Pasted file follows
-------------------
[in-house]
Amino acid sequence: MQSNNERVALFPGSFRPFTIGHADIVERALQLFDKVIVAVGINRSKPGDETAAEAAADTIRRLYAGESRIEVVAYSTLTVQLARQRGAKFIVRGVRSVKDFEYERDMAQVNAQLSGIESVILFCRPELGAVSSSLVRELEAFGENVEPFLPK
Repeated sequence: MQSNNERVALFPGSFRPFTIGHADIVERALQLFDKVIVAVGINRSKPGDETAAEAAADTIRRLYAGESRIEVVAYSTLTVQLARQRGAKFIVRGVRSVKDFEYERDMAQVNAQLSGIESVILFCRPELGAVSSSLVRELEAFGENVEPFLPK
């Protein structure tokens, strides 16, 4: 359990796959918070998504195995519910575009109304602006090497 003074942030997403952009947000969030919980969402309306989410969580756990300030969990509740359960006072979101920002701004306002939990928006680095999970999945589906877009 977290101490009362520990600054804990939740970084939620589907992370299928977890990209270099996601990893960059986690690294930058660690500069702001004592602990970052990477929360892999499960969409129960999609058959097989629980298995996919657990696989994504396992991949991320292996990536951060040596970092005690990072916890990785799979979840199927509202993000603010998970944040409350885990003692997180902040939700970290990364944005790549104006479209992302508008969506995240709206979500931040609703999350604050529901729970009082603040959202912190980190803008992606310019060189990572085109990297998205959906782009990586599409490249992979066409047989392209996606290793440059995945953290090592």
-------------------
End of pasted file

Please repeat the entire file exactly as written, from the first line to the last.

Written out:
[in-house]
Amino acid sequence: MQSNNERVALFPGSFRPFTIGHADIVERALQLFDKVIVAVGINRSKPGDETAAEAAADTIRRLYAGESRIEVVAYSTLTVQLARQRGAKFIVRGVRSVKDFEYERDMAQVNAQLSGIESVILFCRPELGAVSSSLVRELEAFGENVEPFLPK
Repeated sequence: MQSNNERVALFPGSFRPFTIGHADIVERALQLFDKVIVAVGINRSKPGDETAAEAAADTIRRLYAGESRIEVVAYSTLTVQLARQRGAKFIVRGVRSVKDFEYERDMAQVNAQLSGIESVILFCRPELGAVSSSLVRELEAFGENVEPFLPK
């Protein structure tokens, strides 16, 4: 359990796959918070998504195995519910575009109304602006090497 003074942030997403952009947000969030919980969402309306989410969580756990300030969990509740359960006072979101920002701004306002939990928006680095999970999945589906877009 977290101490009362520990600054804990939740970084939620589907992370299928977890990209270099996601990893960059986690690294930058660690500069702001004592602990970052990477929360892999499960969409129960999609058959097989629980298995996919657990696989994504396992991949991320292996990536951060040596970092005690990072916890990785799979979840199927509202993000603010998970944040409350885990003692997180902040939700970290990364944005790549104006479209992302508008969506995240709206979500931040609703999350604050529901729970009082603040959202912190980190803008992606310019060189990572085109990297998205959906782009990586599409490249992979066409047989392209996606290793440059995945953290090592």